Mary E. O'Leary _New Britain CT Herald_/_Journal Register_
Some studies paint bleak economic picture
The Organization for the Rights of American Workers
"Connecticut Voices for Children looked at state Department of Labor statistics and found the Top 10 sectors shedding jobs from 2002 to 2003 paid on average $54,066, while those adding jobs paid $39,093, with a net loss of 13,470 jobs evaporating...   Professor Fred Carstensen, of the Connecticut Center for Economic Analysis at the University of Connecticut, said another study suggests that as much as 75% of recent jobs created here pay less than $25K...   JB, a victim of out-sourcing who said his salary as a computer programmer is now half of what it was after 20 months of unemployment... is head of The Organization for the Rights of American Workers, which has a presence in 27 states and lobbies for protections against jobs shipped over-seas."

Rocky Scott _Tallahassee Democrat_
Reports paint gloomy job picture
"U.S. Department of Labor figures released Friday showed a net gain of 144K jobs in August and a dip in unemployment to 5.4% from 5.5% in July.   But job losses still average about 340K a month, and economists say at least 150K jobs a month need to be created to keep the unemployment figure from rising.   Reducing it requires from 200K to 250K new jobs each month.   Overall, 1.65M jobs have been lost since 2001 January...   Bruce Nissen, director of the Research Institute on Social and Economic Policy at Florida International University, also painted a glum unemployment picture over the past two years, despite Florida's 4.7% unemployment rate...   Nissen says the work force (ages 20-64) grew at a 6.6% annual rate between 2001 March and 2004 July.   Had jobs been created at the same rate, he said, the number of new jobs would be 209,300 higher than the 263,500 jobs that were created.   But Warren May, a spokesman for Florida Agency for Workforce Innovation, disputed Nissen's numbers...   'Not all people who move to Florida move here to take a job.   A significant number... move here to retire.'...   Nissen said of the 6 classes of jobs surveyed comparing 2002 salaries with 2003 salaries, higher-paying jobs in areas such as government and manufacturing declined as much as 3.3% while lower-paying jobs like those in retail and hospitality increased as much as 4.9%.   Nissen said Florida's jobs are 'skewed toward low-wage industries', like the service sector, retail trade, and leisure and hospitality...   The median hourly wage for Florida in 2003 was $12.52, compared with $12.71 for the southern United States and $13.62 for the country as a whole.   Randall Holcombe, an economics professor at Florida State University and senior fellow economist at the James Madison Institute, also took issue with Nissen and EPI's gloomy numbers...   increased federal spending over the past few years [has been] 'taking resources out of the economy' that should be in the private sector, Holcombe said [away from individuals' most valued uses to uses the politicians value more but most people value less].   But Jared Bernstein, an economist at EPI, said the current economic recovery flies in the face of history because it has not included a steady rate of job creation.   'We are lacking a broad-based, wage-led demand growth' in jobs, he said, noting the average median income in the United States fell by $1,500 from 2000 to 2003."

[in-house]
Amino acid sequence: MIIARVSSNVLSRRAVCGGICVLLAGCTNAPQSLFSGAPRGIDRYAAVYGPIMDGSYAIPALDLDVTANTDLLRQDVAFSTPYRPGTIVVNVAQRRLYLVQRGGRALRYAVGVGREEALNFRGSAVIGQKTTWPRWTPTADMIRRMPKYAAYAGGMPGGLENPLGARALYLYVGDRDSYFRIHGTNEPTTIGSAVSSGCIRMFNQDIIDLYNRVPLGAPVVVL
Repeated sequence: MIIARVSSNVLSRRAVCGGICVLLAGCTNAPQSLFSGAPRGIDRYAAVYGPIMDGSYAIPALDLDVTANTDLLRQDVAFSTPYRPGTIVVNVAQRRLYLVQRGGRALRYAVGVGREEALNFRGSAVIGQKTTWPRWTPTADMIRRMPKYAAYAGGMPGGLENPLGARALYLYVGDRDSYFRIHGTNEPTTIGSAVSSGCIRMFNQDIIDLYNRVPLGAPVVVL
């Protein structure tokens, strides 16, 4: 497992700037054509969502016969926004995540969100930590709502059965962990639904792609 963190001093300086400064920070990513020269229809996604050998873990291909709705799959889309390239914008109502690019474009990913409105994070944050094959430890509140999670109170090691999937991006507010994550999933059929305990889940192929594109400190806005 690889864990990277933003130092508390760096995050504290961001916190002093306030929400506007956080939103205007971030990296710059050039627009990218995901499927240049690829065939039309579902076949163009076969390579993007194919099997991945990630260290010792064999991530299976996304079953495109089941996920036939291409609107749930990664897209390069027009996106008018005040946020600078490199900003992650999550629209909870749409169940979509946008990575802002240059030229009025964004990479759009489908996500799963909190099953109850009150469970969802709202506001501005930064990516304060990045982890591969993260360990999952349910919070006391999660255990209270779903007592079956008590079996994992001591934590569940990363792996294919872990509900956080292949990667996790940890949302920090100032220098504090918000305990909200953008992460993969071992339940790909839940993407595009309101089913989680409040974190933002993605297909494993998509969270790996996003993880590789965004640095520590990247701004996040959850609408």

Greg Reeves _Billings Gazette_/_Lee_/_Knight Ridder_
people voting twice in Kansas & Missouri


_New Zealand Herald_
ASEAN economic ministers meeting regarding trade deal
The Age
Mainichi Daily News
Japan Today
Taiwan News
"Southeast Asian economic ministers have met counterparts from power-houses Japan and [Red China] and made progress toward liberalising trade and [hopefully] boosting business.   Ministers from the 10-member Association of South East Asian Nations (ASEAN) were also set to talk at the weekend to officials from South Korea, India, the European Union, New Zealand and Australia.   Japan and the Asean ministers agreed to open negotiations on a free-trade agreement next April, officials from both sides said...   The view that it is a non-market economy sometimes causes problems for [Red China] in trade deals."

Kimina Lyall _The Australian_
Labor Party no impediment to Australia-US trade agreement
"A Latham election win would not affect the willingness of the United States to certify the legislation establishing the Australia-US free trade agreement, federal Trade Minister Mark Vaile said yesterday, effectively diffusing the trade deal as a potential campaign issue...   Mr. Vaile was speaking on the sidelines of his meeting with Association of South-East Asian Nations economic ministers, during which they formally decided to enter negotiations for a free trade agreement with Australia and New Zealand...   Yesterday, the ASEAN economic ministers agreed to begin negotiations for the ASEAN-Australia-New Zealand deal in 2005, and complete them within 2 years.   The agreement would be comprehensive, and would begin focusing on services (excluding financial services), food, IT, consumer items and electronics.   A controversial push from within ASEAN to ask Australia and New Zealand to liberalise their tariffs first will be one of the subjects to be discussed during the negotiations."